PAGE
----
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I'm working on a script to show differences between config files on a system and those provided in the original package. I have pretty much all of it working, except for using apt to download packages without being root. Is there a simple way to do this?


Edit: I've looked into the 'hacky' wget scripting type options, but the main issue I have is how you would determine which repo to attempt to get the package from. It's not included in any apt-cache output that I can see.

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Can I ask the purpose behind this solution? Is it for security or a type of pseudo version control? If the latter is the goal have you considered something like puppet or cfengine? Based on some of your answers below I would guess some sort of consulting audits. –  Geek404 Aug 22 '09 at 7:29
    
There's no specific purpose, just the result of a converation I had last week, with a "hey, a script like that could be pretty handy" moment. –  theotherreceive Aug 22 '09 at 19:18

6 Answers 6

up vote 3 down vote accepted
+100

Simply aptitude download it:

$ ls vim*.deb
ls: vim*.deb: No such file or directory

$ aptitude download vim
[...]
Fetched 835kB in 0s (2933kB/s)

$ ls vim*.deb
vim_1%3a7.0-122+1etch5_amd64.deb

$ id
uid=1000(earl) gid=100(users) groups=100(users)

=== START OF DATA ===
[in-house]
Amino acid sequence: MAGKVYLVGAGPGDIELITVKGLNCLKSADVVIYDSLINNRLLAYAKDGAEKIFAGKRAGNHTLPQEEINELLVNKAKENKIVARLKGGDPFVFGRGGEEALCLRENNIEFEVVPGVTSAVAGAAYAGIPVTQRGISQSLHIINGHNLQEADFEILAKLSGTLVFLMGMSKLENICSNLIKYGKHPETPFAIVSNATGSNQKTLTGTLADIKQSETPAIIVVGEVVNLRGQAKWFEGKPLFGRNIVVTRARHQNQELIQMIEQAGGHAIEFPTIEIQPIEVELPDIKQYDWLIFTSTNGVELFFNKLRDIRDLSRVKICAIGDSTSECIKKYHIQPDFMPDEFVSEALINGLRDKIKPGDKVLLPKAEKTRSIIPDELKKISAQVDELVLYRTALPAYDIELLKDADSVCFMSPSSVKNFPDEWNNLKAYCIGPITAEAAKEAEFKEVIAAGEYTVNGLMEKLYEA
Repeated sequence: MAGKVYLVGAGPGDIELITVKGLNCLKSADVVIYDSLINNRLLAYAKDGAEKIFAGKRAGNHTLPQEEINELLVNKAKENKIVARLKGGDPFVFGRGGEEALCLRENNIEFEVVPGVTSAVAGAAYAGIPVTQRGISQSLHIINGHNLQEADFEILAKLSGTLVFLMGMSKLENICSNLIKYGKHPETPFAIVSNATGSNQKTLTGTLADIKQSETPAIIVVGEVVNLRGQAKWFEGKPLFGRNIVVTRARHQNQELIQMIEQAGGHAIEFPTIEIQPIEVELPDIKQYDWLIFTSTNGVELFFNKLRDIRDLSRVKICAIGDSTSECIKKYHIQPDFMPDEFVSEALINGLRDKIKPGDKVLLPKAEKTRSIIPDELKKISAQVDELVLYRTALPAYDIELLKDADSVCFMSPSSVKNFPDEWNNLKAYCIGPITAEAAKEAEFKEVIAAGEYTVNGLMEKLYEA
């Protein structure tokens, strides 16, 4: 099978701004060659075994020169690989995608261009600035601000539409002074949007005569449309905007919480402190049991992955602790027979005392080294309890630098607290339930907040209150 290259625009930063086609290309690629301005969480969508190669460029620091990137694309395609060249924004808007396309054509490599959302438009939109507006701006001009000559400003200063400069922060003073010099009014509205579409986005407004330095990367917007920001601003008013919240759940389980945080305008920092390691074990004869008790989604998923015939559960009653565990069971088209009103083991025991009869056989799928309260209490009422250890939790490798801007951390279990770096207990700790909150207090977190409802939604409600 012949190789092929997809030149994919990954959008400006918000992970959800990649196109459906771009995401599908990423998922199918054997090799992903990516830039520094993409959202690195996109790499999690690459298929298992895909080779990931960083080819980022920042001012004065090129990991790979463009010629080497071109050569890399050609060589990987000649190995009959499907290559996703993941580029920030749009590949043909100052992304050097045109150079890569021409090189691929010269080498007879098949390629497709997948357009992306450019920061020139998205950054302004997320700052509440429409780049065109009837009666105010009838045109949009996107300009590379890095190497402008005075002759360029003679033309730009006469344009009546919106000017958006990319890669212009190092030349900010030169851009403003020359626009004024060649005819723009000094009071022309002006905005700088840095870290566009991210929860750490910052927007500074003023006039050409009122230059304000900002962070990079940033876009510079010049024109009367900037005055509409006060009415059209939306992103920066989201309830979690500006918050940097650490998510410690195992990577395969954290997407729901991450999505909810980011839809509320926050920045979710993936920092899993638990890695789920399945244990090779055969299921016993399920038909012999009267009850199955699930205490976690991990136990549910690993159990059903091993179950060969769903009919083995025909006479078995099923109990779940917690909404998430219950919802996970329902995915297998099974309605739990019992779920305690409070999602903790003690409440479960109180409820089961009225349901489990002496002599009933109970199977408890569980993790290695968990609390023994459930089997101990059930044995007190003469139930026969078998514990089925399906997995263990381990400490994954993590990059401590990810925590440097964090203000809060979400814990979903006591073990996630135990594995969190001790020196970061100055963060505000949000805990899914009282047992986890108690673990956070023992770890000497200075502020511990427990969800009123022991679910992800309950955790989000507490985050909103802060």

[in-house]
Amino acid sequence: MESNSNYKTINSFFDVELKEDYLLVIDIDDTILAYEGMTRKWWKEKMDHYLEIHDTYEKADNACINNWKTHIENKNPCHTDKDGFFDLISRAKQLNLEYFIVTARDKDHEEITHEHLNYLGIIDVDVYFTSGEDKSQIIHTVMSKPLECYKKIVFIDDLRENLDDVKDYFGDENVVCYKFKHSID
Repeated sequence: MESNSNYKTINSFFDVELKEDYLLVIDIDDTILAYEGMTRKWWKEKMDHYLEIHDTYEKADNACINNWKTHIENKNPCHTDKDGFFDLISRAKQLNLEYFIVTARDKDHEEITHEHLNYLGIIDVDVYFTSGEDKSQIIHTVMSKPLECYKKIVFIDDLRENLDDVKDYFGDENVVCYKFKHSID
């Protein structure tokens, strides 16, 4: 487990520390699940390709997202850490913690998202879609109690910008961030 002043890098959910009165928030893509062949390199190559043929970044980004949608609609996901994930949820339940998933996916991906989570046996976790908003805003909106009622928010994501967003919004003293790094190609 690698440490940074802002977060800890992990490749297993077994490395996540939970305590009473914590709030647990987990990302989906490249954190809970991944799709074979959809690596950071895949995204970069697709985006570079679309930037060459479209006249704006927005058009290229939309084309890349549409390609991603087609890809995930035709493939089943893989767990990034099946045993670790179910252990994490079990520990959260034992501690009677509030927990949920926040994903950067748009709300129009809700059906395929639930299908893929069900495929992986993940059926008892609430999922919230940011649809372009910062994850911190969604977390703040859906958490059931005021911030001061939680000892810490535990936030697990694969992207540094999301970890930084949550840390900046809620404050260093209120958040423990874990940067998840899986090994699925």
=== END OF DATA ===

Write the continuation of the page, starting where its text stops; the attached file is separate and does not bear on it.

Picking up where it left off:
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You could set up passwordless sudo for aptitude --download-only? Or you could parse the output of various apt commands and manually download the file from there. There are 3rd party libraries for dealing with libapt, like python-apt

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I want it to be fairly portable, and especially since it doesn't need to do any root stuff i wouldn't want to give it sudo access. Hacky parsing is something i'll consider, but i'd rather find a better way if possible. –  theotherreceive Aug 18 '09 at 15:28

dget does exactly what you want. From the man page:

In the second form, dget downloads a binary package (i.e., a .deb file) from the Debian mirror configured in /etc/apt/sources.list(.d). Unlike apt-get install -d, it does not require root privileges, writes to the current directory, and does not download dependencies.

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wget can be used to download packages to a user writable directory, which answers your question, unless you have a hidden requirement in your question to actually INSTALL the packages.

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The problem with wget is that the script would have to work out the url of the package, which was one of the options Rory suggested. I'd like to avoid this approach if possible. There's no requirement to install the packages, I'd be most likely deleting them once they'd been diff'd. –  theotherreceive Aug 18 '09 at 16:26

Try using the underlying pkg_apt libraries? Although, they are likely to make your script somewhat more complex, and iirc, are in perl, so require you using that.

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But, you know I don't like perl... –  theotherreceive Aug 18 '09 at 20:48

The locations of the repositories are in /etc/apt/sources.list and /etc/apt/sources.list.d/* so you could use those to work out the list of repositories. Then try all of them with wget for the location of the package. It is brute force but would work.

For example, this entry deb http: / / us.archive.ubuntu.com/ubuntu/ jaunty-updates multiverse becomes wget http://us.archive.ubuntu.com/ubuntu/jaunty-updates/multiverse/i386/packagename

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